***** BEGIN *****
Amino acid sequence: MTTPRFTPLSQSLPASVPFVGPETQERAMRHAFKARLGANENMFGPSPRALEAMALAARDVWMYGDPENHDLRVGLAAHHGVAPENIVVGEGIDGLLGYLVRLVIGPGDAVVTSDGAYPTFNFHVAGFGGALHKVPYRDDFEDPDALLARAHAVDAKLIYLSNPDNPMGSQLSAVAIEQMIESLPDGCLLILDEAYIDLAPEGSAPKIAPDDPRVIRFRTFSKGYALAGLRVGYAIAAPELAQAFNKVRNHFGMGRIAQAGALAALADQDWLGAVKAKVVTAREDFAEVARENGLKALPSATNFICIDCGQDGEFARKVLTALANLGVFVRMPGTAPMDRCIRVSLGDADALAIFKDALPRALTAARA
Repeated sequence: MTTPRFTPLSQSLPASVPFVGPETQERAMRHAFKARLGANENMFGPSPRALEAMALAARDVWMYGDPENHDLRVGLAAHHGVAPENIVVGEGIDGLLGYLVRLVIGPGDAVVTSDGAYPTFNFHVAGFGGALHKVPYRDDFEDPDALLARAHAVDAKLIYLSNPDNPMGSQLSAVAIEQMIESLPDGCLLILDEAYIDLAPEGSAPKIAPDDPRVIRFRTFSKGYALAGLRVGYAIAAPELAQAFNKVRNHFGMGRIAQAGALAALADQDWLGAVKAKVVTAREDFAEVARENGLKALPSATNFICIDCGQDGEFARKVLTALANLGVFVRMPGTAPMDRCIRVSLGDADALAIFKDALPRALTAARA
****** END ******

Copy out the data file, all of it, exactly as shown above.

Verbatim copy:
Amino acid sequence: MTTPRFTPLSQSLPASVPFVGPETQERAMRHAFKARLGANENMFGPSPRALEAMALAARDVWMYGDPENHDLRVGLAAHHGVAPENIVVGEGIDGLLGYLVRLVIGPGDAVVTSDGAYPTFNFHVAGFGGALHKVPYRDDFEDPDALLARAHAVDAKLIYLSNPDNPMGSQLSAVAIEQMIESLPDGCLLILDEAYIDLAPEGSAPKIAPDDPRVIRFRTFSKGYALAGLRVGYAIAAPELAQAFNKVRNHFGMGRIAQAGALAALADQDWLGAVKAKVVTAREDFAEVARENGLKALPSATNFICIDCGQDGEFARKVLTALANLGVFVRMPGTAPMDRCIRVSLGDADALAIFKDALPRALTAARA
Repeated sequence: MTTPRFTPLSQSLPASVPFVGPETQERAMRHAFKARLGANENMFGPSPRALEAMALAARDVWMYGDPENHDLRVGLAAHHGVAPENIVVGEGIDGLLGYLVRLVIGPGDAVVTSDGAYPTFNFHVAGFGGALHKVPYRDDFEDPDALLARAHAVDAKLIYLSNPDNPMGSQLSAVAIEQMIESLPDGCLLILDEAYIDLAPEGSAPKIAPDDPRVIRFRTFSKGYALAGLRVGYAIAAPELAQAFNKVRNHFGMGRIAQAGALAALADQDWLGAVKAKVVTAREDFAEVARENGLKALPSATNFICIDCGQDGEFARKVLTALANLGVFVRMPGTAPMDRCIRVSLGDADALAIFKDALPRALTAARA